JAMES N. DOUGLAS
James Nathaniel Douglas, professor emeritus in the Department of Astronomy, was born in Dallas on August 14, 1935, and died in Austin on August 20, 2006, from cancer.
Jim was admitted to Yale University at the age of 16, after his sophomore year in high school, and majored in physics, earning a B.S. (1956), M.S. (1958), and Ph.D. (1961). He remained at Yale as an assistant professor from 1961-65. In 1965, Jim and some of his graduate students came to UT Austin at the invitation of Harlan J. Smith, when the latter moved from Yale to UT to become the director of the McDonald Observatory. Jim was promoted to full professor in 1971.
Jim's professional life centered on observational radio astronomy, and his earliest work involved the radio emission from the planet Jupiter, including the influence of the Jovian satellite Io. In 1967, Jim and Harlan Smith published some of the first evidence for interplanetary scintillation of radio signals, produced by the solar wind. Jupiter observations were carried out principally with Arakel Bozyan, one of Jim's students, with rather simple radio antennas, and together they amassed a large amount of data describing Jupiter's radio activity.
The Jupiter work continued for many years at an observing site in West Texas, but Jim's main contribution when he came to Texas was to construct a novel type of radio telescope intended to survey most of the northern hemisphere sky at meter wavelengths down to very low intensity levels. Variously referred to as the Bandwidth Synthesis Interferometer or the White Light Interferometer, the instrument made use of a wide range of observing wavelengths to mimic the effect of extended antenna elements. It was constructed at a fraction of the cost of competitive radio telescopes by making use of very simple material, such as refrigerator tubing for the helical antenna elements. The UT Radio Astronomy Observatory was situated near Marfa in West Texas, not far from the McDonald (optical) Observatory.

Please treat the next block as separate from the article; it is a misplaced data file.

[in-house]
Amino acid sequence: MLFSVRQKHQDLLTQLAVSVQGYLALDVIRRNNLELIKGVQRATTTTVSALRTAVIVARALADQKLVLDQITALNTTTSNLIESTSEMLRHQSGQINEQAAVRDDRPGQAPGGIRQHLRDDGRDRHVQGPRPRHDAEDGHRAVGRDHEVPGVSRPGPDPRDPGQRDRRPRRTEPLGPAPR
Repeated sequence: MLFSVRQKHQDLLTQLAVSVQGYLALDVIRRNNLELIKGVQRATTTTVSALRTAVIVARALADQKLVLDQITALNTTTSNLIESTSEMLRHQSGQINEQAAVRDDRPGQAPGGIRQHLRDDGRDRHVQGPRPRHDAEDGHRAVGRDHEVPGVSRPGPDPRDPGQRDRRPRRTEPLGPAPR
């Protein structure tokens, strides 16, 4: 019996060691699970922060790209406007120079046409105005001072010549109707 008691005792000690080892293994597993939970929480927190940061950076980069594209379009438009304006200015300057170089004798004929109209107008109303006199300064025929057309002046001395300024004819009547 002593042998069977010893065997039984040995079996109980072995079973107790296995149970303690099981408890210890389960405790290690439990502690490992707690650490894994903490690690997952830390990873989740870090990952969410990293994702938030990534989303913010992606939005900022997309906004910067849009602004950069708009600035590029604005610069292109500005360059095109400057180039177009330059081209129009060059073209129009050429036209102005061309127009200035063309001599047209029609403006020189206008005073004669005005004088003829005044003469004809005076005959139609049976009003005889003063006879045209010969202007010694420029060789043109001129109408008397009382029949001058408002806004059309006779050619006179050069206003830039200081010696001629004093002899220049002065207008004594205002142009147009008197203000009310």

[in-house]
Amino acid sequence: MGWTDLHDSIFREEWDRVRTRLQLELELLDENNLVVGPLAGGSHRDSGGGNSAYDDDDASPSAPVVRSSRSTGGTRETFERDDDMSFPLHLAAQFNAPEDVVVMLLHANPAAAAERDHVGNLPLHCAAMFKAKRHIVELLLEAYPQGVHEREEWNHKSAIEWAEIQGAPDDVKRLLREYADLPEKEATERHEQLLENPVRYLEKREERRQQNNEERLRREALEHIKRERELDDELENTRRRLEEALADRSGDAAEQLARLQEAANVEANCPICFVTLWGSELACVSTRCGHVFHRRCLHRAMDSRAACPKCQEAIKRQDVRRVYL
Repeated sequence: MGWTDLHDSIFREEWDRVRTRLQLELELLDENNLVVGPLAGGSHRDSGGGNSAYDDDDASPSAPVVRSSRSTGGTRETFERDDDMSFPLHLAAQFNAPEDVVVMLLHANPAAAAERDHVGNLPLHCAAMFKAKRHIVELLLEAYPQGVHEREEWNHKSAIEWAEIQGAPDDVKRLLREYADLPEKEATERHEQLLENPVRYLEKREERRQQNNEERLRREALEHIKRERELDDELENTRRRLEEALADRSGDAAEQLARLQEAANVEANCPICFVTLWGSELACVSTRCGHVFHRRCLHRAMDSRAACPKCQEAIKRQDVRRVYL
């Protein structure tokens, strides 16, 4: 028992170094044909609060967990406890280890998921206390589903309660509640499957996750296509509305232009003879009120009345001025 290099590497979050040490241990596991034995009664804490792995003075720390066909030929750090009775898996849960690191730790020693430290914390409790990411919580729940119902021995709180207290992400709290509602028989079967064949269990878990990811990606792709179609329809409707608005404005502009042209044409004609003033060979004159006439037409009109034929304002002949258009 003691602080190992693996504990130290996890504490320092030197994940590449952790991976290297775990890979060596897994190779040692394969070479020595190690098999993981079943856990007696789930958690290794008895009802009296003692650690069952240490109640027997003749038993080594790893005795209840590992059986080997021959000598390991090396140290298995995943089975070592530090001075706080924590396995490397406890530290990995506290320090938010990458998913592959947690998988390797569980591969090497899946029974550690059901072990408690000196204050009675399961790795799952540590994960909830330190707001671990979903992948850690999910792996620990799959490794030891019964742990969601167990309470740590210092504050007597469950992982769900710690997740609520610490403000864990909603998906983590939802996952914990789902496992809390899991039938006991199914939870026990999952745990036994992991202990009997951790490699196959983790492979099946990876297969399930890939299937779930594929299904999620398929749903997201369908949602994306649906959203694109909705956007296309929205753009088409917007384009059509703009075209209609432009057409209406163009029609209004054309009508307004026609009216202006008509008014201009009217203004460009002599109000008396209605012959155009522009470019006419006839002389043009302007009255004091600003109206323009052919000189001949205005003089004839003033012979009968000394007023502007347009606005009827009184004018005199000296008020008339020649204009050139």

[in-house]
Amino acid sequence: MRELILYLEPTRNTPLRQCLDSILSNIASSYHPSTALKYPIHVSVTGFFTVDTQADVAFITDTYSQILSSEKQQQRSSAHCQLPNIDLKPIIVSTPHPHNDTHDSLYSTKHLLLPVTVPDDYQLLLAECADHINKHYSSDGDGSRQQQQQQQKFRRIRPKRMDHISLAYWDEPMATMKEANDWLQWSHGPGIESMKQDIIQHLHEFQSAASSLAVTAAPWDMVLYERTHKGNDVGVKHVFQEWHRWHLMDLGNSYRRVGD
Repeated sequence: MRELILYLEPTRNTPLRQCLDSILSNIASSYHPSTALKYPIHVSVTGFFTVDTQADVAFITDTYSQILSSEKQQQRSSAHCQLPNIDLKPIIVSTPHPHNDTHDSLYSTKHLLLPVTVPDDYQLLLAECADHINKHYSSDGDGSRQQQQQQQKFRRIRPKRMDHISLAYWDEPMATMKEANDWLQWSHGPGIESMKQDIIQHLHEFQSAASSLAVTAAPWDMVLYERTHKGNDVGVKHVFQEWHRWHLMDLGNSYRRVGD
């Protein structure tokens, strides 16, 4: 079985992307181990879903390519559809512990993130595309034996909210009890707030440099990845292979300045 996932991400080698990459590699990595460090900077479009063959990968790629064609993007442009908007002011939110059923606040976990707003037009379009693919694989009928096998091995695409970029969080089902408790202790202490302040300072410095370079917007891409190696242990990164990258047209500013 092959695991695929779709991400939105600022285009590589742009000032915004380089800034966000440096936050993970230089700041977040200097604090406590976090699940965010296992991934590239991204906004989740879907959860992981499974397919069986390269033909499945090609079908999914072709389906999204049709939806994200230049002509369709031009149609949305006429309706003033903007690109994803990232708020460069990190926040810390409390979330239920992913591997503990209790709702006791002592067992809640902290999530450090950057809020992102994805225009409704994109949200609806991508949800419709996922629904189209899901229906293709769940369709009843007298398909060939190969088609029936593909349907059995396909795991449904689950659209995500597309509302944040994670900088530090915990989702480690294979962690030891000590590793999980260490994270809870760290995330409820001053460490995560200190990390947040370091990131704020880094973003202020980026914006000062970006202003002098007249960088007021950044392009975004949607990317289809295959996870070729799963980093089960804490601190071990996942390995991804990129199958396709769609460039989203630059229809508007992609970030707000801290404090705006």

The radio survey resulted in the discovery of nearly 100,000 radio sources, along with basic data, such as the sources' positions and flux densities, as well as some information on angular structures. The data reduction was carried out in collaboration with Jim's graduate students, UT faculty member, Frank Bash (who later succeeded Harlan Smith as director of McDonald Observatory), and others. The measured positions of the radio sources were accurate enough to identify thousands of them with optical objects, primarily very distant and luminous radio galaxies and quasars whose light and radio waves were emitted when the Universe was a fraction of its current size, and many were subsequently observed spectroscopically at McDonald Observatory.
Repeated surveys of some parts of the sky later provided data on the long-term variability of many of the radio sources, and analysis of these data occupied Jim for many years until his retirement in 2000, after which he was deeply involved in educational projects in Rangoon, Burma, and Beijing, China.
Jim supervised many graduate students during his time at Yale and UT, and some are still active in radio astronomy at national observatories. He took on many responsibilities in the Department of Astronomy over the years, including those of graduate advisor and undergraduate advisor, assistant department chair, and chair of the Graduate Admissions Committee. He taught a variety of graduate and undergraduate classes, including AST 350L, History and Philosophy of Astronomy, which he developed in 1997. He was a valuable contributor to faculty meetings, frequently offering wise counsel that served to calm the more energetic discussions.
Outside his professional life, Jim was a devoted husband, father, and grandfather, and an enthusiastic piano and banjo player. A memorial service was held at St. Francis Episcopal Church in Austin on August 26, 2006, and was attended by many family members, friends and astronomical colleagues. He is survived by his wife, Elizabeth; children, Neva Jean, Jamie, Alan, Eleanore, Alexander, and Hana; six grandchildren; and younger siblings, Nancy, George, Amanda, and David.
William Powers Jr., President
The University of Texas at Austin
Sue Alexander Greninger, Secretary
The General Faculty
This memorial resolution was prepared by a special committee consisting of Professor Derek Wills (chair), Professor Emeritus Frank N. Bash, and Dr. Beverley J. Wills.